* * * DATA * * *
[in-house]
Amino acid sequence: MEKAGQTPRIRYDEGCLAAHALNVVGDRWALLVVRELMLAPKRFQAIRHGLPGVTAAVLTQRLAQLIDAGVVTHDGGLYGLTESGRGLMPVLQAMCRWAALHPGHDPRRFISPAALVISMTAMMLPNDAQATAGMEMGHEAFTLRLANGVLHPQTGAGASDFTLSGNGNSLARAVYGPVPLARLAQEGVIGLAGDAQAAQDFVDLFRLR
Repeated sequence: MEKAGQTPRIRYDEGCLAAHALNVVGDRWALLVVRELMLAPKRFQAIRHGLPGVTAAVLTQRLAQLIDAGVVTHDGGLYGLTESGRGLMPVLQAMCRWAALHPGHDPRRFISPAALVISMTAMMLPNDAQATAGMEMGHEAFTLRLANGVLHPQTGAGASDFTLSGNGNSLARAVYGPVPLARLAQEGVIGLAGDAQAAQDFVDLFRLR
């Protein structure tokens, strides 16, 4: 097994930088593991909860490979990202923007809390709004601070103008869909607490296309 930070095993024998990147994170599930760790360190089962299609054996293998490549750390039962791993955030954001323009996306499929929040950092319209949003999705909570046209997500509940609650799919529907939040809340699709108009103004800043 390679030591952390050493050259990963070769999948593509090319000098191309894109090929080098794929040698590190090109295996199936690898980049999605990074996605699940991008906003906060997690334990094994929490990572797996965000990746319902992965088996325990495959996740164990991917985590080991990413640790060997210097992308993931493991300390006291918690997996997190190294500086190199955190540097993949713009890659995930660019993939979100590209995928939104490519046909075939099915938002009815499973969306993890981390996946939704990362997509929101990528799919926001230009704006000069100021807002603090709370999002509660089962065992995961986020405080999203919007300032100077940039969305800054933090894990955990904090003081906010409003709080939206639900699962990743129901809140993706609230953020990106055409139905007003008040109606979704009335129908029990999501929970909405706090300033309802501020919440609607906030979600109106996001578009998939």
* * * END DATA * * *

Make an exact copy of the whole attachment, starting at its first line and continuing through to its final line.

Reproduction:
[in-house]
Amino acid sequence: MEKAGQTPRIRYDEGCLAAHALNVVGDRWALLVVRELMLAPKRFQAIRHGLPGVTAAVLTQRLAQLIDAGVVTHDGGLYGLTESGRGLMPVLQAMCRWAALHPGHDPRRFISPAALVISMTAMMLPNDAQATAGMEMGHEAFTLRLANGVLHPQTGAGASDFTLSGNGNSLARAVYGPVPLARLAQEGVIGLAGDAQAAQDFVDLFRLR
Repeated sequence: MEKAGQTPRIRYDEGCLAAHALNVVGDRWALLVVRELMLAPKRFQAIRHGLPGVTAAVLTQRLAQLIDAGVVTHDGGLYGLTESGRGLMPVLQAMCRWAALHPGHDPRRFISPAALVISMTAMMLPNDAQATAGMEMGHEAFTLRLANGVLHPQTGAGASDFTLSGNGNSLARAVYGPVPLARLAQEGVIGLAGDAQAAQDFVDLFRLR
């Protein structure tokens, strides 16, 4: 097994930088593991909860490979990202923007809390709004601070103008869909607490296309 930070095993024998990147994170599930760790360190089962299609054996293998490549750390039962791993955030954001323009996306499929929040950092319209949003999705909570046209997500509940609650799919529907939040809340699709108009103004800043 390679030591952390050493050259990963070769999948593509090319000098191309894109090929080098794929040698590190090109295996199936690898980049999605990074996605699940991008906003906060997690334990094994929490990572797996965000990746319902992965088996325990495959996740164990991917985590080991990413640790060997210097992308993931493991300390006291918690997996997190190294500086190199955190540097993949713009890659995930660019993939979100590209995928939104490519046909075939099915938002009815499973969306993890981390996946939704990362997509929101990528799919926001230009704006000069100021807002603090709370999002509660089962065992995961986020405080999203919007300032100077940039969305800054933090894990955990904090003081906010409003709080939206639900699962990743129901809140993706609230953020990106055409139905007003008040109606979704009335129908029990999501929970909405706090300033309802501020919440609607906030979600109106996001578009998939």